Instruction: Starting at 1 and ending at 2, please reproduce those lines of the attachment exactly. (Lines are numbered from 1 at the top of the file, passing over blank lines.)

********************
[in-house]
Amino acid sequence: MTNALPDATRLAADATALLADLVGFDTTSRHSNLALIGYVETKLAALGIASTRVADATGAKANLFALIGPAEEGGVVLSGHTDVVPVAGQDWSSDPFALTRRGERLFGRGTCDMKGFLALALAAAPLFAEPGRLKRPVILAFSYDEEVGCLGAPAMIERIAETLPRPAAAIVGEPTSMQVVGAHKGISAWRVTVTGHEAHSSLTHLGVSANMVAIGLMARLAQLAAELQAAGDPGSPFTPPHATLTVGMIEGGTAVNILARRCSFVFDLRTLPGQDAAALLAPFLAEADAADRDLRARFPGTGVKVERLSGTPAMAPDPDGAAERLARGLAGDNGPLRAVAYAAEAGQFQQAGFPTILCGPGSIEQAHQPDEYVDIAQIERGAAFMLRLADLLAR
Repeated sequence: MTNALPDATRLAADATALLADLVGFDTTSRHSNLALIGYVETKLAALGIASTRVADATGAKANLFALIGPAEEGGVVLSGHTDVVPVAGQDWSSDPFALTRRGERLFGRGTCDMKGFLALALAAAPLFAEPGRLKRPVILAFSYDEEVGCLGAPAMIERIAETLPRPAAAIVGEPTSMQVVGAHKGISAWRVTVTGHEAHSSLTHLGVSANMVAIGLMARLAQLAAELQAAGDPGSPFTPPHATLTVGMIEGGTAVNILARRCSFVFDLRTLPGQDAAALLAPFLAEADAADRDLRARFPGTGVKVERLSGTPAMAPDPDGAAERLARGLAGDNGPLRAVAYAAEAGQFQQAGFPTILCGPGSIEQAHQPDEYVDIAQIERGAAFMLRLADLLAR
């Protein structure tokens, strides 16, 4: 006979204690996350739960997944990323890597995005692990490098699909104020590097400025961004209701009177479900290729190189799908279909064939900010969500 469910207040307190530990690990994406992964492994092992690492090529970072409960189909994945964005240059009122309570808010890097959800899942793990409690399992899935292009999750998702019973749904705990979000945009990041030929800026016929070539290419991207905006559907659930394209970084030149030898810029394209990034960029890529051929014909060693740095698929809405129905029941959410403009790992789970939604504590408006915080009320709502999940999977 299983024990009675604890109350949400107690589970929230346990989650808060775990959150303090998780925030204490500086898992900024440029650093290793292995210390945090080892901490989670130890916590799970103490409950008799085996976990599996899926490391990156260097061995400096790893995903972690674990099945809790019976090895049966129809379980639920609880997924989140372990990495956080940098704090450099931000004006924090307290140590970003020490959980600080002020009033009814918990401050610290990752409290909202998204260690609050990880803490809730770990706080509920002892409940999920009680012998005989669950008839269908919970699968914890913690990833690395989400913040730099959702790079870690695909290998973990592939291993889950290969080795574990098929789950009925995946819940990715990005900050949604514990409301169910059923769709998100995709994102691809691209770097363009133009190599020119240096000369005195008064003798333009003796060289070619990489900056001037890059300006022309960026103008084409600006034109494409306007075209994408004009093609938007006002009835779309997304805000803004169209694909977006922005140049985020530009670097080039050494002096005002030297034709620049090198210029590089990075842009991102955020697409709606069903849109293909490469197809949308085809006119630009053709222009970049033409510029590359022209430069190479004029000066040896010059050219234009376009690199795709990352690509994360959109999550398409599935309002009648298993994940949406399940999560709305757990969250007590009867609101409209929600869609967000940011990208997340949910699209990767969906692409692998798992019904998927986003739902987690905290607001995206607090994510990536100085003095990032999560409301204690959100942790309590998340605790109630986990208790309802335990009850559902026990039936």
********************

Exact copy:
[in-house]
Amino acid sequence: MTNALPDATRLAADATALLADLVGFDTTSRHSNLALIGYVETKLAALGIASTRVADATGAKANLFALIGPAEEGGVVLSGHTDVVPVAGQDWSSDPFALTRRGERLFGRGTCDMKGFLALALAAAPLFAEPGRLKRPVILAFSYDEEVGCLGAPAMIERIAETLPRPAAAIVGEPTSMQVVGAHKGISAWRVTVTGHEAHSSLTHLGVSANMVAIGLMARLAQLAAELQAAGDPGSPFTPPHATLTVGMIEGGTAVNILARRCSFVFDLRTLPGQDAAALLAPFLAEADAADRDLRARFPGTGVKVERLSGTPAMAPDPDGAAERLARGLAGDNGPLRAVAYAAEAGQFQQAGFPTILCGPGSIEQAHQPDEYVDIAQIERGAAFMLRLADLLAR